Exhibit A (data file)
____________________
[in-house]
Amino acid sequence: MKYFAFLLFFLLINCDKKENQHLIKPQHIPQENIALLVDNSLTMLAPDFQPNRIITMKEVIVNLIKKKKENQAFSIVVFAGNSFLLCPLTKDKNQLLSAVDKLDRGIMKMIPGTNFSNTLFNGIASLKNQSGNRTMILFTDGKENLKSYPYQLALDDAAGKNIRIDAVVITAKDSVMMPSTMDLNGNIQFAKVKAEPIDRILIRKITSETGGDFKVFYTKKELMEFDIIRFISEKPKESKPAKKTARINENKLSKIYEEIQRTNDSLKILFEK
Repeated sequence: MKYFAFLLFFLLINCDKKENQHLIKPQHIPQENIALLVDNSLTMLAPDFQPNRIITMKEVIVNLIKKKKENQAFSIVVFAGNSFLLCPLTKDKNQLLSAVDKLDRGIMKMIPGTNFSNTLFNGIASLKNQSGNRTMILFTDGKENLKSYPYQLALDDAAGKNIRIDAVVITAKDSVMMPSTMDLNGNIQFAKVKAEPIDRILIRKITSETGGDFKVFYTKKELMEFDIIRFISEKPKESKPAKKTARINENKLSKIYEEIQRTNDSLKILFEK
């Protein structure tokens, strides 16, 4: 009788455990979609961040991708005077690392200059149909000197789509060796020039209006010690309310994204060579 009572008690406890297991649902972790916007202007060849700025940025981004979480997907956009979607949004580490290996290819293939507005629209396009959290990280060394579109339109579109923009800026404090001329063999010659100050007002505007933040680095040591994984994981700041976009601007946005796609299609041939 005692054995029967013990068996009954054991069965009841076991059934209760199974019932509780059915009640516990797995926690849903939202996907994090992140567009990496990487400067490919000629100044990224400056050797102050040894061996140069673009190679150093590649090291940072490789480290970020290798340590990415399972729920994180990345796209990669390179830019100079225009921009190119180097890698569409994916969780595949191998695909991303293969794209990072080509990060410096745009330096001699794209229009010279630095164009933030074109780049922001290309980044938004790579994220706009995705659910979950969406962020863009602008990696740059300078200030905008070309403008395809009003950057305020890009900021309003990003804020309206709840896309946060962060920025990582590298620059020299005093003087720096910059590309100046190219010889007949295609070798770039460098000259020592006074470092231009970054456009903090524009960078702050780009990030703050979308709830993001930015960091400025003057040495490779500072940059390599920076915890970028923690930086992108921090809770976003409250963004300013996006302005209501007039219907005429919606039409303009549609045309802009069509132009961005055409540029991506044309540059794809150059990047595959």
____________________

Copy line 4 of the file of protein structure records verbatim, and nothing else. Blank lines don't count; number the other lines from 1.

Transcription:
């Protein structure tokens, strides 16, 4: 009788455990979609961040991708005077690392200059149909000197789509060796020039209006010690309310994204060579 009572008690406890297991649902972790916007202007060849700025940025981004979480997907956009979607949004580490290996290819293939507005629209396009959290990280060394579109339109579109923009800026404090001329063999010659100050007002505007933040680095040591994984994981700041976009601007946005796609299609041939 005692054995029967013990068996009954054991069965009841076991059934209760199974019932509780059915009640516990797995926690849903939202996907994090992140567009990496990487400067490919000629100044990224400056050797102050040894061996140069673009190679150093590649090291940072490789480290970020290798340590990415399972729920994180990345796209990669390179830019100079225009921009190119180097890698569409994916969780595949191998695909991303293969794209990072080509990060410096745009330096001699794209229009010279630095164009933030074109780049922001290309980044938004790579994220706009995705659910979950969406962020863009602008990696740059300078200030905008070309403008395809009003950057305020890009900021309003990003804020309206709840896309946060962060920025990582590298620059020299005093003087720096910059590309100046190219010889007949295609070798770039460098000259020592006074470092231009970054456009903090524009960078702050780009990030703050979308709830993001930015960091400025003057040495490779500072940059390599920076915890970028923690930086992108921090809770976003409250963004300013996006302005209501007039219907005429919606039409303009549609045309802009069509132009961005055409540029991506044309540059794809150059990047595959």